In our last article we covered RAIDs, assembly and protools for setting up a great audio data delivery system. Now we’re going to cover the most important aspect of any data delivery system: backup and redundancy.
“I’ve Got A RAID 10. My Data Is Safe.”
Jesus Saves and So Should You. And that goes for backing up all your data. There’s a lot of myths about the best way to back things up. RAIDs, redundancy, tape media. There’s any number of ways to skin the data safety cat, but consider this scenario:
You have 4 TB of data which comprises your magnum opus directorial work on a 2.5 hour feature film. You’re working with files on a 10 drive RAID 1+0. Nice. Moreover, you have a 4 TB single drive which you have everything copied on, and you have it safely stored in your closet. This is a pretty “safe” data backup situation, and it’s unlikely that you’d lose all three copies of this data. The RAID 10 gives you a fast access to the data as you read and instant backup to anything which is new, and the periodic backing up to the single drive takes care of anything which might happen to the whole system.
But check this out: it’s a dark and stormy night. You’re doing a render, and you leave to get something to eat.
Lightning strikes the flagpole on your house, and sends a strong electrical spike through your electrical system. It fries everything, but before it does, the computer, which was in the middle of a write cycle, corrupts the file architecture, and because you’re in RAID 10, the backup is also corrupted. The whole system goes down. The lighting causes a fire, and your home burns down…including your closet 4TB drive. All. Your. Data. Is. Lost.
Now, this is a pretty crazy circumstance, and there is no way to fully protect your data. Some say “tape backup is best,” but fire and EMP kill that. Some say optical, but at 35 GB a disk, do you really want to spend 5 years and hundreds of disks writing Blu-Rays? No. The best solution is one which gives maximum protection, maximum speed and minimum effort. My way is by no means the right way. I’ve had my share of lost data, and since I’m sort of OCD about hard drives anyway, sometimes my very tinkering has me lose data. Yeah. Stupid. I know. But here is what we do and the rules I suggest you consider:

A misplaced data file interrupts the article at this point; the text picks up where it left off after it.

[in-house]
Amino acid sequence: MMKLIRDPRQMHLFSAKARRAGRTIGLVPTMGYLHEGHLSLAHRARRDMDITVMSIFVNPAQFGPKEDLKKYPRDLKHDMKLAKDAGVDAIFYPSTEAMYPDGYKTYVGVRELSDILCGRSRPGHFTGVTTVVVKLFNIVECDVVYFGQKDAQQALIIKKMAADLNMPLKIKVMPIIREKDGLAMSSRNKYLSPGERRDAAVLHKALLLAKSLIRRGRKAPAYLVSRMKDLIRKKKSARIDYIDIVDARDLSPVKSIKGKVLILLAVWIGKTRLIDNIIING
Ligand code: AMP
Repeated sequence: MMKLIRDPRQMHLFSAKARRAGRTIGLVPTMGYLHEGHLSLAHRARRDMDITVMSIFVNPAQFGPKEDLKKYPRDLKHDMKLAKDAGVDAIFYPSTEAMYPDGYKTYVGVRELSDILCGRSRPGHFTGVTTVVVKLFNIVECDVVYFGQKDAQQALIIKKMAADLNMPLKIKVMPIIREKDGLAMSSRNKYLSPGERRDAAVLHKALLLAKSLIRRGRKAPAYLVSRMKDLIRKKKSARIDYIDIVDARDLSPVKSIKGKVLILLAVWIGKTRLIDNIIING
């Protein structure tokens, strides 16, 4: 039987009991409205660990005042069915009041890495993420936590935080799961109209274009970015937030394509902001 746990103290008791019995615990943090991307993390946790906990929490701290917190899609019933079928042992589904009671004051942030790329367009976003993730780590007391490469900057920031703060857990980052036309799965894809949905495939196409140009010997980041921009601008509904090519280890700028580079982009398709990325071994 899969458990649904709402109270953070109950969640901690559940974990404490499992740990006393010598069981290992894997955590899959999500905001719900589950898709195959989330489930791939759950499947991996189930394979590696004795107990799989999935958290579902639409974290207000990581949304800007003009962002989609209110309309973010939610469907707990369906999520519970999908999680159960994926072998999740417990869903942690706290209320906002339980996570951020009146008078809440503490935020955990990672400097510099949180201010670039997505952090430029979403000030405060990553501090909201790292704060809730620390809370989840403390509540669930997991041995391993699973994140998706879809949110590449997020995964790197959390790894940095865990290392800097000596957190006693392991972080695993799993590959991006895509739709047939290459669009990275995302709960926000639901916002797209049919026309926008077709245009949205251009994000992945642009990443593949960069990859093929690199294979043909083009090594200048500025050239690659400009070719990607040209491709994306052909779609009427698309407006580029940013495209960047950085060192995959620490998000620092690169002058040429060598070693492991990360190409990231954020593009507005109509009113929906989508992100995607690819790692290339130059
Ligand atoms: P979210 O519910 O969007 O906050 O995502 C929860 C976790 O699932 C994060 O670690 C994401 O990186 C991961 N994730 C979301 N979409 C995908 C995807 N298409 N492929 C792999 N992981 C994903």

The Rules For Backup
No matter what the configuration of RAID, NO RAID SHOULD BE CONSIDERED A TRUE BACKUP. Remember, the more drives you have in a RAID, the more the chances of failure. And while RAID 10/5/6/1 offer some redundancy, no RAID of three drives or more has a lower failure rate than a single drive (manufacturer notwithstanding). Of course a two drive RAID 1 system is the exception.
• Do not use any RAID which has non-parity redundancy. In other words, don’t ever use RAID 1 or 10. Why? Because if a corruption happens on a read or write, your backup is also equally corrupted. All that money you spent on mirroring actually caused you to lose your data. Instead, use a cloning application which has a scheduled backup to, ideally, a single drive (I use Carbon Copy Cloner). This way, if a corruption happens, you can easily stop the cloning program, and restore from your backup.
• NEVER. USE. TIME. MACHINE (Mac folks only)
• Have two backups of all your data on single disk drives. One stays at your place. Another doesn’t.
• Back everything up to tape if you can afford it.
• Back up mission critical documents to the cloud. Footage is usually too much, but your sessions, projects and AE files, yes. It’s reasonably feasible to back up entire audio mixes as well.
Is this plan perfect? Nope. Does it protect against EMP? No, unless your off-site backup is 30 miles away. But for smaller budgets and home locations, this one works.
This article is by no means the de facto standard of how to do data delivery for audio, but I hope it gets you rolling in the right direction. As always, feel free to comment on your experiences so we can all learn, laugh and love.
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